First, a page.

Main Employing Industries (% Share)

Source: Based on ABS Labour Force Survey, annual average 2017, Cat. No. 6291.0.55.003: Customised Report. Industries are based on the Australian and New Zealand Standard Industrial Classification (ANZSIC 06).
Main Employing IndustriesIndustry (% share)
Education and Training74.8
Public Administration and Safety14.4
Professional, Scientific and Technical Services3.4
Other Services2.0
Other Industries5.4

States and Territories

  • NSW

  • VIC

  • QLD

  • SA

  • TAS

  • NT

  • ACT

Employment by State and Territory (% Share)

Source: Based on ABS Labour Force Survey, annual average 2017, Cat. No. 6291.0.55.003: Customised Report. Share of workers across Australian States and Territories, in this job compared to the all jobs average.
StateEducation Advisers and ReviewersAll Jobs Average
NSW28.231.6
VIC29.026.2
QLD20.919.7
SA6.96.7
WA9.610.8
TAS2.12.0
NT0.91.1
ACT2.41.8

Age Profile

Age Profile (% Share)

Source: Based on ABS Labour Force Survey, annual average 2017, Cat. No. 6291.0.55.003: Customised Report. Age profile of workers in this job compared to the all jobs average.
Age BracketEducation Advisers and ReviewersAll Jobs AverageAll Jobs Average
15-190.0-5.25.2
20-244.1-9.99.9
25-3426.3-23.623.6
35-4418.8-21.721.7
45-5425.7-20.820.8
55-599.7-8.88.8
60-648.8-6.06.0
65 and Over6.7-4.04.0

Education Level

Highest Level of Education (% Share)

No data is available for the selected graph for this Occupation.

A Bachelor Degree or higher, or at least 5 years of relevant experience, is usually needed to work in this job.
Around four in five workers have a university degree.

Before starting a course, check it will provide you with the skills and qualifications you need.

  • Compare undergraduate and postgraduate student experiences and outcomes on the QILT website.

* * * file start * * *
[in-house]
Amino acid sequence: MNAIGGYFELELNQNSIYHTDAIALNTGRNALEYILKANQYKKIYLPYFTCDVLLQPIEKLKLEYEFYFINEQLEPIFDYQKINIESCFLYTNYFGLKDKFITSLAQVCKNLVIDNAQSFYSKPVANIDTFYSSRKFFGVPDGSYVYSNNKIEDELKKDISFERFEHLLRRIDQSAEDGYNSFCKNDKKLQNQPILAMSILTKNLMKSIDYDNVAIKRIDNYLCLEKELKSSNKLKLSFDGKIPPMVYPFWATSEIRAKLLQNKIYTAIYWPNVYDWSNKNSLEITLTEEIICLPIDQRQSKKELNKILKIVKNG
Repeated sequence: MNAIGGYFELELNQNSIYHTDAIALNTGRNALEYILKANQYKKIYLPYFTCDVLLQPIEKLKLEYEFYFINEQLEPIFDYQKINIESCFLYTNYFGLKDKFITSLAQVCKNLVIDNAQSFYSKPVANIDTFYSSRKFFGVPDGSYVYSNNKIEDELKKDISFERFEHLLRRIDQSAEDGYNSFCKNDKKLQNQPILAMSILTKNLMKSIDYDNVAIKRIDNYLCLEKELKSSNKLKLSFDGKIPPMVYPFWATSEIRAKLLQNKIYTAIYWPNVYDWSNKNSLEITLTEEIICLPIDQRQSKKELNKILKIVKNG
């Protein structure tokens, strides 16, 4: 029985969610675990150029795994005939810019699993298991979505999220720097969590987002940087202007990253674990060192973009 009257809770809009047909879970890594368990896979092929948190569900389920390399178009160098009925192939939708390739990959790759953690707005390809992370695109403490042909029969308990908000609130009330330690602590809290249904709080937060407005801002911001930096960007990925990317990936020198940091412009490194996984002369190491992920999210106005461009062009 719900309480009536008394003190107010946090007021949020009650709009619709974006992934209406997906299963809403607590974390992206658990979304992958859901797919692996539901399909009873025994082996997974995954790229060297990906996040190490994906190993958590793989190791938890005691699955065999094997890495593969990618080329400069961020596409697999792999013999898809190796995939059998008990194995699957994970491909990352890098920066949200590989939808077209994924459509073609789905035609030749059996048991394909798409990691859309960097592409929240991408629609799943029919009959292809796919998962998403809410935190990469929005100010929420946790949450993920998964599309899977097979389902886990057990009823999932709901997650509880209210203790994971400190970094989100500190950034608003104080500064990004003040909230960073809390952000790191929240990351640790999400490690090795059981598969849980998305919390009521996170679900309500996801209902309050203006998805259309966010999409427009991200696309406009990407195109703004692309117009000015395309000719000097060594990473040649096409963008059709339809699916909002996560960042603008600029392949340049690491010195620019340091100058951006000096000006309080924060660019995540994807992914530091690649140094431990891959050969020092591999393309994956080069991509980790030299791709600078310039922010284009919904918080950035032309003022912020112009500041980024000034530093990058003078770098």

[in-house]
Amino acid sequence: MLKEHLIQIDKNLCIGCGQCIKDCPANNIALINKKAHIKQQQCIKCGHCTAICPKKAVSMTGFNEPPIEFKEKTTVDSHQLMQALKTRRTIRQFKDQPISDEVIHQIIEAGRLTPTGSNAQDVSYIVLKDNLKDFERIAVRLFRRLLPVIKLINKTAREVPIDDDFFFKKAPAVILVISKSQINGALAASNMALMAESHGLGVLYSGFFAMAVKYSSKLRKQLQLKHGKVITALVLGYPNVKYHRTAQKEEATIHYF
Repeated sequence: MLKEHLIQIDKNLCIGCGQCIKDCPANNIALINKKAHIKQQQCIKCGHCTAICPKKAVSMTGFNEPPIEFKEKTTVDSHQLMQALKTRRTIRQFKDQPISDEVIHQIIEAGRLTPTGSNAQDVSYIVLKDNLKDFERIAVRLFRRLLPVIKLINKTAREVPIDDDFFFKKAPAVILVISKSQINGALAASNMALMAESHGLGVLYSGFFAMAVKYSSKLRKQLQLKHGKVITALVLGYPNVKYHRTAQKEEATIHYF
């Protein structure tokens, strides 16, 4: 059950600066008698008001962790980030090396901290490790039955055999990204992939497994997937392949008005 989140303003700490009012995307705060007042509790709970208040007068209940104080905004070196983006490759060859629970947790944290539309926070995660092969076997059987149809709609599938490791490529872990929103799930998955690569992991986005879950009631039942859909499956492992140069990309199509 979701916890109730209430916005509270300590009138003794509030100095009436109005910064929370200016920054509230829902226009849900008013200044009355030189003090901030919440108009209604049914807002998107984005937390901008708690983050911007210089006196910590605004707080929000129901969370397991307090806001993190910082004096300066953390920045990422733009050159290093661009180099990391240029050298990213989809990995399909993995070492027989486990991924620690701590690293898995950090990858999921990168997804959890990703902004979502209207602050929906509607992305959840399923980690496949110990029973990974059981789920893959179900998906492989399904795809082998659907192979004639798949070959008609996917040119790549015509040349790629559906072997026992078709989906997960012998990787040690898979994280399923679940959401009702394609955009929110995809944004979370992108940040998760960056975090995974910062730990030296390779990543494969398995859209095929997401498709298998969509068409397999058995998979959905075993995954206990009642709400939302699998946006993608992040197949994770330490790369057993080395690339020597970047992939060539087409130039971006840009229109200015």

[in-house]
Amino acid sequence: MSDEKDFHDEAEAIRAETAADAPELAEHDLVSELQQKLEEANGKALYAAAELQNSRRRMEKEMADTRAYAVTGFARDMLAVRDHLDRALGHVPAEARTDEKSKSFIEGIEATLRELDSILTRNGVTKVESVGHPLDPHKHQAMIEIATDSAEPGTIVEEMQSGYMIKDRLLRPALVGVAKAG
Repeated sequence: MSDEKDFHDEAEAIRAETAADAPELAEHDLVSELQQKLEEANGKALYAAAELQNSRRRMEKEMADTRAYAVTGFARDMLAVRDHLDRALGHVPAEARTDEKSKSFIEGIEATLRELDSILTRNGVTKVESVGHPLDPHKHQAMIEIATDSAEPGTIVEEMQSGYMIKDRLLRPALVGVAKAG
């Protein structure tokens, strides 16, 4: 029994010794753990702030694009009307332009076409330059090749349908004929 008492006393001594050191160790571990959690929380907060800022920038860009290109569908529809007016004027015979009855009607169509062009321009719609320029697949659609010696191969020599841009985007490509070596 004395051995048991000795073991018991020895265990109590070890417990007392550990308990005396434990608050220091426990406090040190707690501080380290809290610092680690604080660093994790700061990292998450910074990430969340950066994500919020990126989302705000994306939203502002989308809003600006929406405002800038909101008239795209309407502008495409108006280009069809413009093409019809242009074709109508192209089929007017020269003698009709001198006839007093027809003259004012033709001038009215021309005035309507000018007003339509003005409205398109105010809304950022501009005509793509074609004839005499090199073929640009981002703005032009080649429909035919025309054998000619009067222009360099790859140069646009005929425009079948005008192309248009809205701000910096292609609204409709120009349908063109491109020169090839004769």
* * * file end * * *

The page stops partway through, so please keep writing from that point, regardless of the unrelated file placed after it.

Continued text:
• Compare Vocational Education and Training (VET) courses, providers and student outcomes on the My Skills website.
  • You might be interested in Training and Education and Community Services VET training pathways on the AAPathways website.

The course listings on this page are provided by Good Education Group.

Employers look for Education Advisers and Reviewers who are caring and empathetic and can work well in a team, with the ability to communicate with a diverse range of people.

Knowledge

These are important topics, subjects or knowledge areas.

  1. Education and Training

    98% Important

    Teaching and course design.

  2. English Language

    95% Important

    English language including the meaning and spelling of words, rules of composition, and grammar.

  3. Psychology

    76% Important

    Human behaviour and performance; differences in ability, personality, and interests; learning and motivation; research methods; and the assessment and treatment of behavioural and affective disorders.

  4. Administration and Management

    75% Important

    Planning and coordination of people and resources.

  5. Mathematics

    75% Important

    Arithmetic, algebra, geometry, calculus, or statistics.

Occupational Information Network
O*NET is a trademark of the U.S. Department of Labor, Employment and Training Administration.
The importance ratings on this page are derived from the US Department of Labor O*NET Database Version 21.2, 25-9031.00 - Instructional Coordinators.

Learn about the daily activities, and physical and social demands faced by workers. Explore the values and work styles that workers rate as most important.

Activities

These are kinds of activities workers regularly do in this job.

  1. Communicating with Supervisors, Peers, or Staff

    98% Important

    Giving information to supervisors, co-workers, and staff by telephone, in written form, e-mail, or in person.

  2. Training and Teaching Others

    95% Important

    Identifying the educational needs of others, developing training programs or classes, and teaching or instructing others.

  3. Getting Information

    93% Important

    Looking for, getting and understanding different kinds of information.

  4. Monitor Processes, Materials, or Surroundings

    91% Important

    Checking objects, actions, or events, keeping an eye out for problems.

  5. Updating and Using Relevant Knowledge

    90% Important

    Keeping up-to-date with technology and new ideas.

Occupational Information Network
O*NET is a trademark of the U.S. Department of Labor, Employment and Training Administration.
The importance ratings on this page are derived from the US Department of Labor O*NET Database Version 21.2, 25-9031.00 - Instructional Coordinators.